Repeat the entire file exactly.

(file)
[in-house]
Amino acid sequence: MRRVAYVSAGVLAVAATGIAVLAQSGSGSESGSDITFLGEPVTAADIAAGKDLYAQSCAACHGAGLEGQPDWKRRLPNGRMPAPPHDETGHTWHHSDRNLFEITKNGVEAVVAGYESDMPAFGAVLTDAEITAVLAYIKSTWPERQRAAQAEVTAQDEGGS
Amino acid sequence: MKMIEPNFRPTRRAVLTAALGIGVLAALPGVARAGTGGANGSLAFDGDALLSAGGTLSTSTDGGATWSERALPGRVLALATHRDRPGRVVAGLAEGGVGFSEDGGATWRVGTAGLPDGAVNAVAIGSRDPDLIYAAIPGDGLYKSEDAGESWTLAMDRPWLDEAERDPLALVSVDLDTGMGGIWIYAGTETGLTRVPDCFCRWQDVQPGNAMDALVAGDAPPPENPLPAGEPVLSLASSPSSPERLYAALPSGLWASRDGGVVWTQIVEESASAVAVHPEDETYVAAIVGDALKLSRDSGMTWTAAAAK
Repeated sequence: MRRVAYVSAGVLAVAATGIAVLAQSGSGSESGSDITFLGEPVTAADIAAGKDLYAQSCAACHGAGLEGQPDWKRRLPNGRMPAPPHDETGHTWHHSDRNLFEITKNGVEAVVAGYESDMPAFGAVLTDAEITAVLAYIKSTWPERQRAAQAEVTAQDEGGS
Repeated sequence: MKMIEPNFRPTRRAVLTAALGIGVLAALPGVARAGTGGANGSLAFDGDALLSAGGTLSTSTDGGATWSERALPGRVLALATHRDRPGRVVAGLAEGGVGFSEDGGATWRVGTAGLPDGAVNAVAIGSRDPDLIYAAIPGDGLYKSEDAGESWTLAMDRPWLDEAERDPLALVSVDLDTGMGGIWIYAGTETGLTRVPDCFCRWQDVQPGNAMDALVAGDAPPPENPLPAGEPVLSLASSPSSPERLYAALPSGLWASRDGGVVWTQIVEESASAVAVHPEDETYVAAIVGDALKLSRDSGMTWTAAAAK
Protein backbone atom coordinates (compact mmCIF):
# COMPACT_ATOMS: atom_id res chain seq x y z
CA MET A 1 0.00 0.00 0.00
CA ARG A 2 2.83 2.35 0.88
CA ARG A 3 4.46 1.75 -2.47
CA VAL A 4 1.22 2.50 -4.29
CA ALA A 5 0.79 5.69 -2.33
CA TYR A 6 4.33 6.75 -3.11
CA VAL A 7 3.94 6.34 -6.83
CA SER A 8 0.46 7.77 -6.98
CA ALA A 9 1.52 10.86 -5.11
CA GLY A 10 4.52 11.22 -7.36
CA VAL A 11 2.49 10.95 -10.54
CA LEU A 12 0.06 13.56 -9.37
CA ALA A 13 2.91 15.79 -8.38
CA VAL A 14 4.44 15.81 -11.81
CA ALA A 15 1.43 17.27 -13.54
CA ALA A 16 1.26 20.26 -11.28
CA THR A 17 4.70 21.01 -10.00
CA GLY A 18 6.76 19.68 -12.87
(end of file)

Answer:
[in-house]
Amino acid sequence: MRRVAYVSAGVLAVAATGIAVLAQSGSGSESGSDITFLGEPVTAADIAAGKDLYAQSCAACHGAGLEGQPDWKRRLPNGRMPAPPHDETGHTWHHSDRNLFEITKNGVEAVVAGYESDMPAFGAVLTDAEITAVLAYIKSTWPERQRAAQAEVTAQDEGGS
Amino acid sequence: MKMIEPNFRPTRRAVLTAALGIGVLAALPGVARAGTGGANGSLAFDGDALLSAGGTLSTSTDGGATWSERALPGRVLALATHRDRPGRVVAGLAEGGVGFSEDGGATWRVGTAGLPDGAVNAVAIGSRDPDLIYAAIPGDGLYKSEDAGESWTLAMDRPWLDEAERDPLALVSVDLDTGMGGIWIYAGTETGLTRVPDCFCRWQDVQPGNAMDALVAGDAPPPENPLPAGEPVLSLASSPSSPERLYAALPSGLWASRDGGVVWTQIVEESASAVAVHPEDETYVAAIVGDALKLSRDSGMTWTAAAAK
Repeated sequence: MRRVAYVSAGVLAVAATGIAVLAQSGSGSESGSDITFLGEPVTAADIAAGKDLYAQSCAACHGAGLEGQPDWKRRLPNGRMPAPPHDETGHTWHHSDRNLFEITKNGVEAVVAGYESDMPAFGAVLTDAEITAVLAYIKSTWPERQRAAQAEVTAQDEGGS
Repeated sequence: MKMIEPNFRPTRRAVLTAALGIGVLAALPGVARAGTGGANGSLAFDGDALLSAGGTLSTSTDGGATWSERALPGRVLALATHRDRPGRVVAGLAEGGVGFSEDGGATWRVGTAGLPDGAVNAVAIGSRDPDLIYAAIPGDGLYKSEDAGESWTLAMDRPWLDEAERDPLALVSVDLDTGMGGIWIYAGTETGLTRVPDCFCRWQDVQPGNAMDALVAGDAPPPENPLPAGEPVLSLASSPSSPERLYAALPSGLWASRDGGVVWTQIVEESASAVAVHPEDETYVAAIVGDALKLSRDSGMTWTAAAAK
Protein backbone atom coordinates (compact mmCIF):
# COMPACT_ATOMS: atom_id res chain seq x y z
CA MET A 1 0.00 0.00 0.00
CA ARG A 2 2.83 2.35 0.88
CA ARG A 3 4.46 1.75 -2.47
CA VAL A 4 1.22 2.50 -4.29
CA ALA A 5 0.79 5.69 -2.33
CA TYR A 6 4.33 6.75 -3.11
CA VAL A 7 3.94 6.34 -6.83
CA SER A 8 0.46 7.77 -6.98
CA ALA A 9 1.52 10.86 -5.11
CA GLY A 10 4.52 11.22 -7.36
CA VAL A 11 2.49 10.95 -10.54
CA LEU A 12 0.06 13.56 -9.37
CA ALA A 13 2.91 15.79 -8.38
CA VAL A 14 4.44 15.81 -11.81
CA ALA A 15 1.43 17.27 -13.54
CA ALA A 16 1.26 20.26 -11.28
CA THR A 17 4.70 21.01 -10.00
CA GLY A 18 6.76 19.68 -12.87